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Cycling Made Easy: Repairing A Puncture

Posted by Chris Herbert

Made Easy, punctureWhether it's cycling to work or you're out on a bike ride for fun, you've no doubt experienced that feeling of your bike suddenly feeling very bumpy and looked down to see that one of your tyres is flat. You've got a puncture! If you've yet to experience this then you're very lucky, and to be honest it's probably just a matter of time before you do!

When it happens don't panic as we have the expert advice made easy so you'll be back on the road in no time - just follow these eight simple steps to dealing with a puncture.

Repairing A Puncture

  1. Remove the wheel and examine the tyre to see what might have caused the damage. If you do find something, remove it and mark the tyre with the small crayon or chalk that comes with your repair kit. If you don’t find any obvious cause for the puncture, just continue with the steps. If you're not sure how to remove the wheel, see our post on how to do this here.

  2. Ease a tyre lever between the tyre and the wheel rim, then press it down against the edge of the rim, taking care not to puncture the inner tube. This should lift the inner edge of the tyre out of the wheel well. Hook the other end of the lever around a spoke.

  3. Do the same with a second tyre lever about an eighth of the way around the rim but, instead of securing it to a spoke, slide it along the rim away from the first lever. This should bring the edge of the tyre all the way off. Now you can completely remove the whole tyre from the rim.

  4. Remove the inner tube from inside the tyre but leave the valve in the wheel. If you found a potential cause for the puncture and marked the location with a crayon, you will now be able to check the inside of the tyre for anything sticking through and look at the inner tube to see if there is a puncture at that point.

  5. Whether you found a hole or not, partially inflate the tube and hold it close to your ear and slide it through your hands, listening for a hiss. If you hear something but can’t identify the exact spot when you move it away from your ear, dab some water or spit on the tube in the approximate area and watch for bubbles. Alternatively, feed the tube under water in a bucket. When you have located the puncture, mark the spot with your crayon.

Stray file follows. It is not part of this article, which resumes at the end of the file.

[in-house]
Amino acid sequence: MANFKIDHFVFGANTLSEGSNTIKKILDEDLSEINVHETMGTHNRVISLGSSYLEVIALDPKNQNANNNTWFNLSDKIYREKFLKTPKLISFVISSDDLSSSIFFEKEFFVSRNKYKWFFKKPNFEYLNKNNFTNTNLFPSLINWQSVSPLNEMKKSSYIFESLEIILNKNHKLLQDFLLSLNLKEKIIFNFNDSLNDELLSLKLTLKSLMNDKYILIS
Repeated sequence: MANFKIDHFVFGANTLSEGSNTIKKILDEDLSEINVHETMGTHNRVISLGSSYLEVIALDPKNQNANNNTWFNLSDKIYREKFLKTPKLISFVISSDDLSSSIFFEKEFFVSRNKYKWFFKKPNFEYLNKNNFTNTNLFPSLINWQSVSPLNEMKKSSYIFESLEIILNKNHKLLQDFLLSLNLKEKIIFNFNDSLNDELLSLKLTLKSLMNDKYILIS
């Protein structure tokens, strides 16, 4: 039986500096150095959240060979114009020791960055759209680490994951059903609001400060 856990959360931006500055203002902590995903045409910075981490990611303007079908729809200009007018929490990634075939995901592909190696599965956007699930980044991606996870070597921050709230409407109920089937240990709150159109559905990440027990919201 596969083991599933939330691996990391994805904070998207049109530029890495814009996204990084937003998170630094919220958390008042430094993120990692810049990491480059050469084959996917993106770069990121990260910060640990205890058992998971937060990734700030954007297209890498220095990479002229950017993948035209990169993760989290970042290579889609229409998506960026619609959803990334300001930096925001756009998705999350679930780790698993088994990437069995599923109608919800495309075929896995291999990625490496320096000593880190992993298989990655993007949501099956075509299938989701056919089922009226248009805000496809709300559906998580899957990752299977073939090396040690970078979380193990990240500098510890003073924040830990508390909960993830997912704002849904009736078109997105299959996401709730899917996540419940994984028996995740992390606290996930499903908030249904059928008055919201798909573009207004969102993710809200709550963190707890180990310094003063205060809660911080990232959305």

6. Dry the inner tube and roughen the area around the hole with sandpaper, then spread glue around the puncture covering an area a little larger than the size of the patch you are going to use. Leave the glue a few moments to become tacky.

  7. Place the patch over the puncture, pressing it down firmly, before peeling off the plastic cover. Dust the area with grated chalk and wait five minutes to make sure the glue is properly dry, then replace the inner tube and tyre. 

  8. To replace the tyre on the wheel rim work the edge of the tyre over the rim with your hands, taking care not to pinch the inner tube at any point. Towards the end the tyre will become tightly stretched and you may need to use tyre levers to prise the last part over the rim. You can now inflate the inner tube fully.

This post is based on an extract from our bestselling book, Cycling by David North (ISBN: 9780857750969) – where you can find more on the above and further help and advice on Cycling.


  • If you find you are susceptible to getting punctures take a look at some tips on how to avoid getting them here

  • For more information on bike maintenance, plus choosing a bike, equipment and clothing and much more, take a look at our book Cycling by David North here

  • To keep up-to-date on our latest posts and download a free Made Easy ebook click the link below and sign up.

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